|Interactions between two deposit feeding echinoderms: the spatangoid Brissopsis lyrifera (Forbes) and the ophiuroid Amphiura chiajei Forbes|
Hollertz, K.; Sköld, M.; Rosenberg, R. (1998). Interactions between two deposit feeding echinoderms: the spatangoid Brissopsis lyrifera (Forbes) and the ophiuroid Amphiura chiajei Forbes. Hydrobiologia 375-376: 287-295
In: Hydrobiologia. Springer: The Hague. ISSN 0018-8158, more
|Also published as |
- Hollertz, K.; Sköld, M.; Rosenberg, R. (1998). Interactions between two deposit feeding echinoderms: the spatangoid Brissopsis lyrifera (Forbes) and the ophiuroid Amphiura chiajei Forbes, in: Baden, S. et al. (Ed.) Recruitment, Colonization, and Physical-Chemical Forcing in Marine Biological Systems: Proceedings of the 32nd European Marine Biology Symposium, held in Lysekil, Sweden, 16-22 August 1997. Developments in Hydrobiology, 132: pp. 287-295, more
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|Document type: Conference paper|
Bioturbation; Burrowing organisms; Detritus feeders; Feeding behaviour; Interspecific relationships; Amphiura chiajei Forbes, 1843 [WoRMS]; Brissopsis lyrifera (Forbes, 1841) [WoRMS]; ANE, Kattegat [Marine Regions]; ANE, North Sea [Marine Regions]; ANE, Skagerrak [Marine Regions]; Marine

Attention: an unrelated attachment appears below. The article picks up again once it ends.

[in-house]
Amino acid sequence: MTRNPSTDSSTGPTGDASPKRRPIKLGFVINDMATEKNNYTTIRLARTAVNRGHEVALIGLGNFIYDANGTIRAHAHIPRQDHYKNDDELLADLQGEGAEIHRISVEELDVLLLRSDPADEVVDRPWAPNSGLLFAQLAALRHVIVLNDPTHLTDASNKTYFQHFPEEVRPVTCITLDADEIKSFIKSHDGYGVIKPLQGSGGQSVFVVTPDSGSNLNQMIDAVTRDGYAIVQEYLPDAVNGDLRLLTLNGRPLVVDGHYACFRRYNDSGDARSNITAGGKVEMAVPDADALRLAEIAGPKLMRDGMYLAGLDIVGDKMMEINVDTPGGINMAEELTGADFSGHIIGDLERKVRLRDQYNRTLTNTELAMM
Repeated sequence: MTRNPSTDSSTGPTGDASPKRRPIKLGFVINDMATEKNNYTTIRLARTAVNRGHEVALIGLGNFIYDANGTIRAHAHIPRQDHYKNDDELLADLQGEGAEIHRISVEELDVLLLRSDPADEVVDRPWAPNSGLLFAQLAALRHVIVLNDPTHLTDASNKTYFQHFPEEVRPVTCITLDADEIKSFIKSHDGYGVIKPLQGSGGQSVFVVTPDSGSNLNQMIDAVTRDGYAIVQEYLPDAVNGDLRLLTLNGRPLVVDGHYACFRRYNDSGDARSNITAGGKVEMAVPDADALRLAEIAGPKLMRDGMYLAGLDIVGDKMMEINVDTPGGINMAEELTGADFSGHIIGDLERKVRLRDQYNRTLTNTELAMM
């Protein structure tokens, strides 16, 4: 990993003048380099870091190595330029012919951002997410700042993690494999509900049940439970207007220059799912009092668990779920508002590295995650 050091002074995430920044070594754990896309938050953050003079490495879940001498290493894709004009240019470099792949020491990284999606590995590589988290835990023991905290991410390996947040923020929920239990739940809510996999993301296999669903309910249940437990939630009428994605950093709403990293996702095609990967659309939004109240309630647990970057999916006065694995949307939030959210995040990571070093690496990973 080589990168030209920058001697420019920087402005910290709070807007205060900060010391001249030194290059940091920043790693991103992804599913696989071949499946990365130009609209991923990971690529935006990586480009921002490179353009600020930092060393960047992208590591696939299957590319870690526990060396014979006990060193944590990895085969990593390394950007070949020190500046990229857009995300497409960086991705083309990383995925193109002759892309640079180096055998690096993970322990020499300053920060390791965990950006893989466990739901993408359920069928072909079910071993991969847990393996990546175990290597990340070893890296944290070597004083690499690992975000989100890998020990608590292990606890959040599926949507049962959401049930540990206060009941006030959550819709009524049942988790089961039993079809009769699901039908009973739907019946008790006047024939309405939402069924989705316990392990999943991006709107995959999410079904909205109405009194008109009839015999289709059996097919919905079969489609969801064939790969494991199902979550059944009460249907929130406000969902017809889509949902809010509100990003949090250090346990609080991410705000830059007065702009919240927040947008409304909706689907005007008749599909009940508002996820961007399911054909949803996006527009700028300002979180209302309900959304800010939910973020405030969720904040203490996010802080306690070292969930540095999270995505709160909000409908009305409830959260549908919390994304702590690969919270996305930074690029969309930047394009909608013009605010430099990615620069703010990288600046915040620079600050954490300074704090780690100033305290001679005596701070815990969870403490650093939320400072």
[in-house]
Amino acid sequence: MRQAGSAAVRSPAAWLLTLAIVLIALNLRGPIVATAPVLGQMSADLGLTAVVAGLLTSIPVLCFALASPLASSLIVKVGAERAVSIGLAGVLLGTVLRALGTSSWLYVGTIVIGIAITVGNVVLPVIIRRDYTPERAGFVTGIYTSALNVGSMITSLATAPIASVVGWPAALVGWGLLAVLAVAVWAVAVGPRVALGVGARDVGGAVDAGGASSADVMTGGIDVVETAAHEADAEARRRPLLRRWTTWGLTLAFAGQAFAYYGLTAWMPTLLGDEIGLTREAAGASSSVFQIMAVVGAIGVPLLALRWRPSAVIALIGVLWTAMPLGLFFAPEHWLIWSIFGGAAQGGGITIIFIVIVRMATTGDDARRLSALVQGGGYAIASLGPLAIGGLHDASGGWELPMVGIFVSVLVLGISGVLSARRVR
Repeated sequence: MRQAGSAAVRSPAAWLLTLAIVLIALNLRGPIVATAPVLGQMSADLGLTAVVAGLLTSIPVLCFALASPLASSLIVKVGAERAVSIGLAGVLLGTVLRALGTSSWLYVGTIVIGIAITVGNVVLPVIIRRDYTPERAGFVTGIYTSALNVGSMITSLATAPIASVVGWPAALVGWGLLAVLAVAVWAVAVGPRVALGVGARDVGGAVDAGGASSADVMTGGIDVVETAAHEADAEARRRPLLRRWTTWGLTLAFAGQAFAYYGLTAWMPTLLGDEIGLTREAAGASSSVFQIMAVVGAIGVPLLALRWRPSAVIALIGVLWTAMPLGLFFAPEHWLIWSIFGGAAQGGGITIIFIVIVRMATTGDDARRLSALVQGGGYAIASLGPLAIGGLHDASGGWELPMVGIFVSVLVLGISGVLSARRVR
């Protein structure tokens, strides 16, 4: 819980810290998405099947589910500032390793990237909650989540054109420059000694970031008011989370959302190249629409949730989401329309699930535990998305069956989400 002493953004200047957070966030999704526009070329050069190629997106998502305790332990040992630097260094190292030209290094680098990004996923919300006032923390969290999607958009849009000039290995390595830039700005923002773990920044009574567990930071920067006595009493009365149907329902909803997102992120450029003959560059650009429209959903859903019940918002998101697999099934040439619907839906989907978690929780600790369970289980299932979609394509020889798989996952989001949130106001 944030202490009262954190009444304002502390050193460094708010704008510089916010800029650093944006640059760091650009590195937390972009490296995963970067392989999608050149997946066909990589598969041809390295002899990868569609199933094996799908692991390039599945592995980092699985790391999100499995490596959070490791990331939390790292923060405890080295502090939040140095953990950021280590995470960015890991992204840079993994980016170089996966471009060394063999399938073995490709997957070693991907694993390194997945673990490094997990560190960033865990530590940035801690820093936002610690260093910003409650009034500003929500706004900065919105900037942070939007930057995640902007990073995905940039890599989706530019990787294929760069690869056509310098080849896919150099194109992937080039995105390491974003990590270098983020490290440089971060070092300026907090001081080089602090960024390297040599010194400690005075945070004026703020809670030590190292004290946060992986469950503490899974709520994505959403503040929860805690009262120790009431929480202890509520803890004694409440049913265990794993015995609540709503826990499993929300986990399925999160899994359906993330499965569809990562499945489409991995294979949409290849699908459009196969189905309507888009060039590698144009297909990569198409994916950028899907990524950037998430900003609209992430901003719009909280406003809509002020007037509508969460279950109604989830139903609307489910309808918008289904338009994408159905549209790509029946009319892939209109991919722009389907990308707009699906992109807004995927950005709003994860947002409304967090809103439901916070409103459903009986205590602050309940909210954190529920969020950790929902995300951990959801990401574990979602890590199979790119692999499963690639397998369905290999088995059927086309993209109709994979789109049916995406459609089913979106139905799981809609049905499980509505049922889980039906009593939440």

|Authors|| || Top |
- Hollertz, K.
- Sköld, M.
- Rosenberg, R., more
Amphiura chiajei and Brissopsis lyrifera typically co-occur on some soft bottom areas of the North Sea, the Skagerrak and the Kattegat; they form the so called Brissopsis-chiajei association. Both species are deposit feeders that live partly ( A. chiajei) or completely ( B. lyrifera) burried in the sediment. In this association, each species is expected to affect the other one, notably through its feeding and burrowing activities. This study investigates the effects on body and gonads growth in A. chiajei and B. lyrifera as a result of their co-occurrence. The experiments were performed in aquaria with natural sediments (3 months observations) and have taken in account the population densities of both species and the availability of food. The results show that B. lyrifera can negatively affect the growth of body and gonads of A. chiajei, while A. chiajei seemingly has no effect on the growth of B. lyrifera. This situation probably results from the extensive bioturbation of the sediment by B. lyrifera, who also increased its surface feeding activity when food was added to the sediment surface.